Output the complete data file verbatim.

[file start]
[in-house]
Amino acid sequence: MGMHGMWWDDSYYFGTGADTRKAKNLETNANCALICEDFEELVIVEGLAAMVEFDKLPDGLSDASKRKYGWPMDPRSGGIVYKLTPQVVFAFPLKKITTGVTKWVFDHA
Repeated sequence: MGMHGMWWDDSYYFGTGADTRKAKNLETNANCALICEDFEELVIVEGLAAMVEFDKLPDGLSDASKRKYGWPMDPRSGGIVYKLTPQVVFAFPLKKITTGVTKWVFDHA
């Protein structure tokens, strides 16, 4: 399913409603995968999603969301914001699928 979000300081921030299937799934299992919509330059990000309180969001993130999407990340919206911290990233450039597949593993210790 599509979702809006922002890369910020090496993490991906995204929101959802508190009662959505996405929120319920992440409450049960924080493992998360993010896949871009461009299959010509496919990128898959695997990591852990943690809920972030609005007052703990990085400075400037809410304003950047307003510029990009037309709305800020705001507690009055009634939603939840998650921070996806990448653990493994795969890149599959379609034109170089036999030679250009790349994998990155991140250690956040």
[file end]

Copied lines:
[in-house]
Amino acid sequence: MGMHGMWWDDSYYFGTGADTRKAKNLETNANCALICEDFEELVIVEGLAAMVEFDKLPDGLSDASKRKYGWPMDPRSGGIVYKLTPQVVFAFPLKKITTGVTKWVFDHA
Repeated sequence: MGMHGMWWDDSYYFGTGADTRKAKNLETNANCALICEDFEELVIVEGLAAMVEFDKLPDGLSDASKRKYGWPMDPRSGGIVYKLTPQVVFAFPLKKITTGVTKWVFDHA
């Protein structure tokens, strides 16, 4: 399913409603995968999603969301914001699928 979000300081921030299937799934299992919509330059990000309180969001993130999407990340919206911290990233450039597949593993210790 599509979702809006922002890369910020090496993490991906995204929101959802508190009662959505996405929120319920992440409450049960924080493992998360993010896949871009461009299959010509496919990128898959695997990591852990943690809920972030609005007052703990990085400075400037809410304003950047307003510029990009037309709305800020705001507690009055009634939603939840998650921070996806990448653990493994795969890149599959379609034109170089036999030679250009790349994998990155991140250690956040």